For four years, former state Rep. David Rivera has fought charges that he broke Florida ethics rules. He fought through his two-year term as a member of Congress, and his two years out of office after that, all the way to a Tallahassee appeals court — which on Wednesday upheld a hefty ethics fine against the Miami Republican.
Now — barring further legal entanglements — the question is whether the speaker of the Florida House of Representatives, the legislative body to which Rivera hopes to return, will make Rivera pay.
The First District Court of Appeal “summarily” rejected Rivera’s contention that the $57,821.96 penalty recommended last year by an administrative law judge was improper due to “procedural errors” by the Florida Commission on Ethics. Rivera is running for the House again, now as a newly minted millionaire.
“Rivera did not challenge the ethical violations found by the Commission and we find no merit in the due process claims he raised on appeal,” the court wrote.
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However, the court left open the possibility for Rivera to sue again — if the House speaker ultimately imposes the fine. And Rivera and his attorney suggested they might have other legal avenues open to them as well.
One of Rivera’s appeal arguments had been that it’s unconstitutional for the speaker to discipline a former House member. Florida law requires the speaker — not the ethics commission or administrative judge — to penalize a lawmaker found in violation of ethics rules. The court said it couldn’t rule on that question until if and when the speaker fines Rivera, because the disciplinary process won’t be “complete” until the speaker takes action.
State law “gives the Speaker the power to impose penalties, but no statute requires the Speaker to accept or otherwise act on the Commission’s recommendation,” the court wrote. “And, here, there is no indication in the record that the Speaker intends to take disciplinary action against Rivera since he is no longer a member of the House. As a result, any ruling that we might provide at this stage of the proceeding on the constitutional challenge raised by Rivera would amount to an improper advisory opinion.”
Rivera’s attorney, Leonard Collins, a former House employee himself, indicated that he might find a way to challenge the law’s constitutionality even without action by the speaker. It’s unclear if such a challenge would involve asking the appeals court to reconsider whether Rivera’s claim is timely, for example, or trying to get the Florida Supreme Court to hear the case.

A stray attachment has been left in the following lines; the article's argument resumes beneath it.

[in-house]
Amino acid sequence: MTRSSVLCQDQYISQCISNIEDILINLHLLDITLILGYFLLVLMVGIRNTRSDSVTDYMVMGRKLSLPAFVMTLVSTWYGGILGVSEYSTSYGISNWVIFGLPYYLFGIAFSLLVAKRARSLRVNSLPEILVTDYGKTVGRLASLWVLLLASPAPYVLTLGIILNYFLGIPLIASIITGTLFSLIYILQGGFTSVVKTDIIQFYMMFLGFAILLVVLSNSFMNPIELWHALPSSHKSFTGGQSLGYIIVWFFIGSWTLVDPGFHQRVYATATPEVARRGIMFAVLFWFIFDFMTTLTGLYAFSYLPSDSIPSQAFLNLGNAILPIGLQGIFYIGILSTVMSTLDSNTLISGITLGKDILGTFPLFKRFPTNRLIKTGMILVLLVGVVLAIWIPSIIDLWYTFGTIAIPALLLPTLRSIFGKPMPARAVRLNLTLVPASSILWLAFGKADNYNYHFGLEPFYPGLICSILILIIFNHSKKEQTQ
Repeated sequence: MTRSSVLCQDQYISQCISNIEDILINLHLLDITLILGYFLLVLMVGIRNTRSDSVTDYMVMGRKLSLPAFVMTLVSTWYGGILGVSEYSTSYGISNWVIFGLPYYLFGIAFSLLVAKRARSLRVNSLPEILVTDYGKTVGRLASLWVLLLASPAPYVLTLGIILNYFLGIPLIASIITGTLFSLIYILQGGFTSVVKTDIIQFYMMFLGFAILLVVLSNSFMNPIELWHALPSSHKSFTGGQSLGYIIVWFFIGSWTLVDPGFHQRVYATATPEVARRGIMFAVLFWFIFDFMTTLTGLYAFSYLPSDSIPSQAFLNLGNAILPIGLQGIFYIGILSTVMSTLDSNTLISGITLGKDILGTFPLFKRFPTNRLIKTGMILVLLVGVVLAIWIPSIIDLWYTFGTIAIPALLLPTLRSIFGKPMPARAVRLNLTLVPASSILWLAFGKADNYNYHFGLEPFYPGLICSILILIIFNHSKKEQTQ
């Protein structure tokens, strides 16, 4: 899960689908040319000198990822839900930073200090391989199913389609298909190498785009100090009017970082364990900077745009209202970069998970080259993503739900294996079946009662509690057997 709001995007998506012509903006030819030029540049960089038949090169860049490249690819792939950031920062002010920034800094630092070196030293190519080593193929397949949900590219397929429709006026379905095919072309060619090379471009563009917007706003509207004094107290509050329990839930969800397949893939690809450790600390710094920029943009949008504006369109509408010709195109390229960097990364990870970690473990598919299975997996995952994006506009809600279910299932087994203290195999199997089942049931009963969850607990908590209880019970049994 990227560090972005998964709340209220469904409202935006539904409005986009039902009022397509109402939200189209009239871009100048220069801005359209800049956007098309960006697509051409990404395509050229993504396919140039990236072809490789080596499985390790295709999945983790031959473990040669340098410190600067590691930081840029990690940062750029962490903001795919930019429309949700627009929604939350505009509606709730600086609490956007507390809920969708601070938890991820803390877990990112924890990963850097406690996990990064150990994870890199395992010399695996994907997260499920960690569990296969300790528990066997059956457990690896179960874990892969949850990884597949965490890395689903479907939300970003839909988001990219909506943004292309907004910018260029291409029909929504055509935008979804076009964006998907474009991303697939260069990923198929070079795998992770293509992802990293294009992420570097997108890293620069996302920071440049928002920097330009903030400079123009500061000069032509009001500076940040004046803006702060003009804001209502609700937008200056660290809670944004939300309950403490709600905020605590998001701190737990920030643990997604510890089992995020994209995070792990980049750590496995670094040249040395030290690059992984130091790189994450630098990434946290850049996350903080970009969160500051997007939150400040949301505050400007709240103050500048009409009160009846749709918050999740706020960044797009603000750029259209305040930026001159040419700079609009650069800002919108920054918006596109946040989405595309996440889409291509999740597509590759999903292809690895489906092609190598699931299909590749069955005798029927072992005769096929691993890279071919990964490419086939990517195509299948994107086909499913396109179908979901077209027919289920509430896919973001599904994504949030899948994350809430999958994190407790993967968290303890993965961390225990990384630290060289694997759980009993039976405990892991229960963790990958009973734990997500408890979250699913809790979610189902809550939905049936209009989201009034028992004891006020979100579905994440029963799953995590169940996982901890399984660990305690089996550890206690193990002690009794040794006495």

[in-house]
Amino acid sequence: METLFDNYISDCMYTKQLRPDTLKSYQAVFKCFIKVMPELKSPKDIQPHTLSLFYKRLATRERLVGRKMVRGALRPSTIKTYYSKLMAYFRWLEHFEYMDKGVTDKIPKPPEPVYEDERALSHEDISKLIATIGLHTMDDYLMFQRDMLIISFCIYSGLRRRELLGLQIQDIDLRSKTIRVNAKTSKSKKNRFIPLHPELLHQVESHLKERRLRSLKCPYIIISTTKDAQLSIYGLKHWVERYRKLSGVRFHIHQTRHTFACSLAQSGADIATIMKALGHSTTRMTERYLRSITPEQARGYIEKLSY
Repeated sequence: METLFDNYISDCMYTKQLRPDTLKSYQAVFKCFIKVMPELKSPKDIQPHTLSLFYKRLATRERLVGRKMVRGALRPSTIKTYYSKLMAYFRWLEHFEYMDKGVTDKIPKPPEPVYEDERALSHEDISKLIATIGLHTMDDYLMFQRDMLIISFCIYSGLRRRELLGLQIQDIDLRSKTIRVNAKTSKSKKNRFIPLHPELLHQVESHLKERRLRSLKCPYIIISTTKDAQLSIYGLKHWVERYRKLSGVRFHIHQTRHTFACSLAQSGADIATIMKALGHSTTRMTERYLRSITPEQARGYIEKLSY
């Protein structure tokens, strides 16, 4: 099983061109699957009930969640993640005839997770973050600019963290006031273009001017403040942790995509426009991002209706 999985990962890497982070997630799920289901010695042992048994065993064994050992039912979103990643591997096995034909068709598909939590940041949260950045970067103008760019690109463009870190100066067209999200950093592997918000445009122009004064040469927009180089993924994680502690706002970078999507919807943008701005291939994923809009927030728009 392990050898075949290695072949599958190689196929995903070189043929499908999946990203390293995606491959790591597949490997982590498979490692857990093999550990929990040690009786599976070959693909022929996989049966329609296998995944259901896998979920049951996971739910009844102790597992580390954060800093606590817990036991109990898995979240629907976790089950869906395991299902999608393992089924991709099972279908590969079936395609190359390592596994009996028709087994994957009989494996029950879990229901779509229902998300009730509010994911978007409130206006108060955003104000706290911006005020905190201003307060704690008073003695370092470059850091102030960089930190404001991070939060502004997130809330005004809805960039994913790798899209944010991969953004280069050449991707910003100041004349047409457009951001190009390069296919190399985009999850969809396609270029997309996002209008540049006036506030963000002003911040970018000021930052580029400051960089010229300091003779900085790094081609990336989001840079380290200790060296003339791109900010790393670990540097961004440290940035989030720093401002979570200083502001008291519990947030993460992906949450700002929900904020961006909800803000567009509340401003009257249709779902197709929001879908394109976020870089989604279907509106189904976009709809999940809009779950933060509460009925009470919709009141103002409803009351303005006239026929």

“The court only determined it would not rule on the constitutionality question at this time, but we are pleased it also did not reject our argument,” Collins said in an email to the Miami Herald. “Accordingly, we consider this a significant victory that we will continue to pursue on appeal.”
Rivera said he was “very pleased.” “Great win,” he said in a text message to a Herald reporter. “Far from Over. I have not yet begun to fight.”
Speaker Steve Crisafulli of Merritt Island served with Rivera from 2008-10. Incoming Speaker Richard Corcoran of Land O’Lakes wasn’t elected until 2010, the year Rivera was term-limited out of office — but Corcoran worked years earlier as chief of staff for then-Speaker Marco Rubio. Rubio named Rivera his budget chief, and the two men used to own a Tallahassee home together.
“The Speaker is reviewing the court ruling,” Crisafulli’s office said in a statement to the Herald. “The Ethics Commission has not yet forwarded the case to the Florida House.”
As a state legislator more than six years ago, Rivera failed to properly disclose his income and double-billed taxpayers for travel by accepting a state reimbursement for a trip paid for by his political campaign.
Rivera was later elected to Congress, where he served from 2010-12. He’s once again a candidate for the state House, where his latest financial disclosure forms have raised questions about how Rivera has acquired new wealth in his three years out of public office.
A separate, federal criminal investigation identified Rivera as a “co-conspirator” in an illegal campaign-finance scheme Rivera is suspected of orchestrating in the 2012 congressional election. He has not been charged.
This story has been updated. An earlier version misstated Collins’ past position in the Florida House. He was not a representative.